PS I feel much better about using the riding crop now! :)
         
        10-13-2010, 05:40 AM
      #18
    Yearling
    I am a woosie, I admit.
    I do carry a crop if the trainer / instructor recommends it on a specific horse, but it hinders me so much and I have to watch my hands carefully not to swing that crop back and forth like a window cleaner.

    Even in that case, I rarely use the crop and I do all possible stuff to avoid using it. I mostly threaten with it, pretend to hit, hit my own boot. So far it worked. Especially hitting my own boot or swooshing the air.

    I know this is not correct and that at least once I should have listened to the "SMACK'IM ONCE AND GOOD" yelling but I just can't get myself to do it.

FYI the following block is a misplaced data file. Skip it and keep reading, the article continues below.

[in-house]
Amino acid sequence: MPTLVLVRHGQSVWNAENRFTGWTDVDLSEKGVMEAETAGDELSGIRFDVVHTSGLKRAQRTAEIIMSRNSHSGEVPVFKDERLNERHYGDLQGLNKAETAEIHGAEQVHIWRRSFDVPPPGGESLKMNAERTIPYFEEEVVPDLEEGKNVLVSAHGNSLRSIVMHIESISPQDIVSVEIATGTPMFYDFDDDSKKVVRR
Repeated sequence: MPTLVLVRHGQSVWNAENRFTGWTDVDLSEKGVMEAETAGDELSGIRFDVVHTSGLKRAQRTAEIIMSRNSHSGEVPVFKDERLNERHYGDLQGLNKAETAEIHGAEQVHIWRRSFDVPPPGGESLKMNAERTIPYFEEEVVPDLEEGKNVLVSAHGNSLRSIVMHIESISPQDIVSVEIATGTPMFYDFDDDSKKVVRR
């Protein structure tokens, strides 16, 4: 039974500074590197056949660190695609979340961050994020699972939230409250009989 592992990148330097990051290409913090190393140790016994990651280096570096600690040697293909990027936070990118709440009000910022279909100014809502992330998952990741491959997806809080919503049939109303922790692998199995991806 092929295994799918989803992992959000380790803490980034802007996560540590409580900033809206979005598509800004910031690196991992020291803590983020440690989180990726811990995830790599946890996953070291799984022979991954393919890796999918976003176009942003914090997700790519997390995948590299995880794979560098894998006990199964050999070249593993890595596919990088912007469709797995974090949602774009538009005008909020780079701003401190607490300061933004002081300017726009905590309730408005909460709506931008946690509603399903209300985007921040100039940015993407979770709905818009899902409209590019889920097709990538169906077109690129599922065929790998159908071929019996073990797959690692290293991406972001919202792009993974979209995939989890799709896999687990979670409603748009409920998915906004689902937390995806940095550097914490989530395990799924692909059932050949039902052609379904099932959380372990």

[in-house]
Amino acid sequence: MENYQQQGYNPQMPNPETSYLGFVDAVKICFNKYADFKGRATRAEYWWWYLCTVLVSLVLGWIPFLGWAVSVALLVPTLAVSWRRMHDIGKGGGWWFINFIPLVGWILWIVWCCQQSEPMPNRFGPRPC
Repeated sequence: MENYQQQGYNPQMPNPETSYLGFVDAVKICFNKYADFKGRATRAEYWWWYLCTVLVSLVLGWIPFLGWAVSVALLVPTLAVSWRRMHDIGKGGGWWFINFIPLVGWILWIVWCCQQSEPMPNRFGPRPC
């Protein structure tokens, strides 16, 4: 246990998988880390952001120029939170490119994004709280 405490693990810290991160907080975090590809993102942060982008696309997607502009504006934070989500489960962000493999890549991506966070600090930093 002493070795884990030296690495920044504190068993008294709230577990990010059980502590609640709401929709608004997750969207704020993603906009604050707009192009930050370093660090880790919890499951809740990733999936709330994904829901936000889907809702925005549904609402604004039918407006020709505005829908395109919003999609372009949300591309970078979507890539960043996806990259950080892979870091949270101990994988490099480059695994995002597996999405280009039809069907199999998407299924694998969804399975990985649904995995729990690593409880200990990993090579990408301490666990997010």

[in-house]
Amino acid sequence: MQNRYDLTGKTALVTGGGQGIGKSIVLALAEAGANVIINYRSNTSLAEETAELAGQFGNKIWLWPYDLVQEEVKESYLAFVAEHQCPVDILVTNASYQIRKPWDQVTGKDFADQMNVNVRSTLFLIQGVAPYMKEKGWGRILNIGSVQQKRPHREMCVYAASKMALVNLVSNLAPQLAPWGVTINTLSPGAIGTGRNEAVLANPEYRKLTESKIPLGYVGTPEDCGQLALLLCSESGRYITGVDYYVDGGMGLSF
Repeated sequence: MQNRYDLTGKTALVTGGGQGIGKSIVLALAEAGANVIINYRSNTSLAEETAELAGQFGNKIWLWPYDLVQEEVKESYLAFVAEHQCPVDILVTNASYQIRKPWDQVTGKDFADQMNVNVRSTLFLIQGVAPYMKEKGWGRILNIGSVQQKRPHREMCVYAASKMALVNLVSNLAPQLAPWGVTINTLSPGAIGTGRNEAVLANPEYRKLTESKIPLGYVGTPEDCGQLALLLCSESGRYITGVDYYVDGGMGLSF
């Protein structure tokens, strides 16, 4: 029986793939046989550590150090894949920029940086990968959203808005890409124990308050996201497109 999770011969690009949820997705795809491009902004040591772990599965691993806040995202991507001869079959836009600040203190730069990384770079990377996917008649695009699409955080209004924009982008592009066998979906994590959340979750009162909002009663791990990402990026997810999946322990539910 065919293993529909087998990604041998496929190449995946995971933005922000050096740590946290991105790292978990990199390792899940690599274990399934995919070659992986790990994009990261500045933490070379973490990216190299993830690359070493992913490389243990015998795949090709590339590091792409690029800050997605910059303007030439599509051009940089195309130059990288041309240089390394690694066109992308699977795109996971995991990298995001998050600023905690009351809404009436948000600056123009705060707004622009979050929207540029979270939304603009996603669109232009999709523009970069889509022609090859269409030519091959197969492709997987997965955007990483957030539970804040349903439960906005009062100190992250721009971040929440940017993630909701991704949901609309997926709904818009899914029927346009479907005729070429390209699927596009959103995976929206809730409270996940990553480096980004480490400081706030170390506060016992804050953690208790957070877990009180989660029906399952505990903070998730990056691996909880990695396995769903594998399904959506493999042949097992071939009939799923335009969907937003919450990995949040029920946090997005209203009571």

10-13-2010, 07:05 AM
      #19
    Showing
    I always ride with dressage whip in arena, rarely use it though. When horse doesn't want to move using whip once is way better and effective than keep nagging horse with your legs. I also try to carry jumping crop with me on trails (when I don't forget), but that's just to chase flies away from there ears.
         
        10-13-2010, 07:40 AM
      #20
    Foal
    Glad someone else asked this, the horse I am leasing now is very bit on the lazy side. Owner mentioned to use the crop boy I don't think I've ever seen so much spunk out of him in a walk. I didn't have to use it, he just saw her hand it to me and his whole demeanor changed, lol.